Diwali and McLeod Ganj

A week and a half ago was Diwali, the largest festival of the year in India. To commemorate Ram’s lamp-lit return to Ayodhya twenty days after defeating the demon Ravan and rescuing his wife Sita in the Ramayana, lights are placed outside houses and shops. Our neighborhood of Lajpat Nagar was bedecked with twinkling lights. People also light diyas, tiny candle-lit lamps, to commemorate Ram’s return.

It should be said that for many people, Diwali is as much a commercial holiday as it is a religious one. The market was buzzing with activity and discounts in the weeks before. In this way, Diwali reminds me of Christmas in the United States.



Fireworks are a big part of Diwali. I have never seen so many little children setting off mortars. Brandon and I went over to Malviya Nagar to set off some fireworks with other Fulbright scholars, stopping at our neighborhood fireworks store first. The Delhi air was intensely polluted the next day.


To celebrate this year’s Diwali, Brandon and I decided to opt for a taste of home for dinner. Here’s to you, KFC Rock Box, you seamless combination of fried chicken sandwich, fried chicken pieces, fries, and Pepsi.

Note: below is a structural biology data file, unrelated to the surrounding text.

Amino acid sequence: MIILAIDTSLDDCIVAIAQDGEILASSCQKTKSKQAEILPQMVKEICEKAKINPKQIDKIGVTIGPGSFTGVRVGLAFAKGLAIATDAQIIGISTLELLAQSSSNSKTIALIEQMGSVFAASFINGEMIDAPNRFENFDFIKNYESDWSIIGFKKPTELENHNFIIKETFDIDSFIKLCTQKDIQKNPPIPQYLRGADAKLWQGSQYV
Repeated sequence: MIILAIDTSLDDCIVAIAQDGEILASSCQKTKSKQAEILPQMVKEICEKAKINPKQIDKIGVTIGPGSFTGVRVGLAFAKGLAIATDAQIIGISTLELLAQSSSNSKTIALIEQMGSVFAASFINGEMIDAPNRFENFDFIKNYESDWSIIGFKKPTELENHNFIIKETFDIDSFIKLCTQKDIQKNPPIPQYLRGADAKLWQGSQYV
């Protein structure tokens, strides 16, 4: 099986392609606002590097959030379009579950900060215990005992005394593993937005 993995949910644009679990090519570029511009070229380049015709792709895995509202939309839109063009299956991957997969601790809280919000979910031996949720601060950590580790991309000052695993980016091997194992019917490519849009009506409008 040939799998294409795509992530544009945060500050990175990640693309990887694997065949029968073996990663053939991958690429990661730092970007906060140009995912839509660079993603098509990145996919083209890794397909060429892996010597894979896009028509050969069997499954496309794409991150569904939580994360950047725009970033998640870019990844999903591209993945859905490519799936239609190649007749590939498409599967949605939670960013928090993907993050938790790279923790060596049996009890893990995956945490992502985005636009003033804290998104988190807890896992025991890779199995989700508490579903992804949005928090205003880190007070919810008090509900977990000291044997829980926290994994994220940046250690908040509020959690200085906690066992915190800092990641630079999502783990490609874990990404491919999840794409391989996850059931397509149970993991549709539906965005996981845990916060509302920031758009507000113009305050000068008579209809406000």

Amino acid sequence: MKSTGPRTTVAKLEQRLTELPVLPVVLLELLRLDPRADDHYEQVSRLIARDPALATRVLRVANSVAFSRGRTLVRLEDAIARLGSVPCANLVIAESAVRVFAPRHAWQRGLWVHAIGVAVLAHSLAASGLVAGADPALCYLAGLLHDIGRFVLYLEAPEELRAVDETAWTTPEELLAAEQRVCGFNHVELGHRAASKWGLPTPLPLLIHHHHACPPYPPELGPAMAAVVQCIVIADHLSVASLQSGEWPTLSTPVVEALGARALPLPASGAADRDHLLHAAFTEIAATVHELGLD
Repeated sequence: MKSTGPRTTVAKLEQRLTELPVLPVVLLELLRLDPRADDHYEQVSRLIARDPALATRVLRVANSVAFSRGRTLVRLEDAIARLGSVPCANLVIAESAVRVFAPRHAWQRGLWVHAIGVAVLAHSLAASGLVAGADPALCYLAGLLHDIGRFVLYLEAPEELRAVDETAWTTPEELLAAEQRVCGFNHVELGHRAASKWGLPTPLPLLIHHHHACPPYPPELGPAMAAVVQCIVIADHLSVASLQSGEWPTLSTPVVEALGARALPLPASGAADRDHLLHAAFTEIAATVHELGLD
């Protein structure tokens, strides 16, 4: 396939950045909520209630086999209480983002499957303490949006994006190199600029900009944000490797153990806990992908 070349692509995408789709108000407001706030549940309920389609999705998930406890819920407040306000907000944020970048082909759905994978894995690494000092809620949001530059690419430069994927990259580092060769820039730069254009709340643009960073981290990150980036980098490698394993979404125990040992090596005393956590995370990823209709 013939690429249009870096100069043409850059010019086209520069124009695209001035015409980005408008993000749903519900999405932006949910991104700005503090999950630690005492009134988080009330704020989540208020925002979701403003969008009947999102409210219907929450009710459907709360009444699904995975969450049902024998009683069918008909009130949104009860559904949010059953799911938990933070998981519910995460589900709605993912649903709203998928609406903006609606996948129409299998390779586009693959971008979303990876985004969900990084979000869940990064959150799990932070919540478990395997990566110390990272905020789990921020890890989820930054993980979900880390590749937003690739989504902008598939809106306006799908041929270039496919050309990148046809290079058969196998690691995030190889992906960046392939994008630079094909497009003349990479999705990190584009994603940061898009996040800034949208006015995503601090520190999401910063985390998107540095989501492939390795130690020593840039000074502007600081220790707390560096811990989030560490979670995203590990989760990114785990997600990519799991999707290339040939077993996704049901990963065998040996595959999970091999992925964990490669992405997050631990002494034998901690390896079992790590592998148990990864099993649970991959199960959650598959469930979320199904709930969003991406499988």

The weekend after was a visit to the Himalayan town of McLeod Ganj, where both the Dalai Lama’s and Tibetan government-in-exile are located. It was a weekend of fresh air, Western-style breakfasts in cozy cafes, bookstores crammed with tomes on Buddhism, and short treks from one mountain village to another (Dharamkot, Bhagsu, and Naddi). McLeod Ganj hosts an interesting mix of Western tourists, Indian tourists, the refugee Tibetan community, and the native Himacheli community. Highlights included the Tibet Museum, the Dalai Lama Temple Complex, an Israeli-owned bookstore with window-side table looking out on the Himalayas, and trying Tibetan tea, which strongly tastes of butter.











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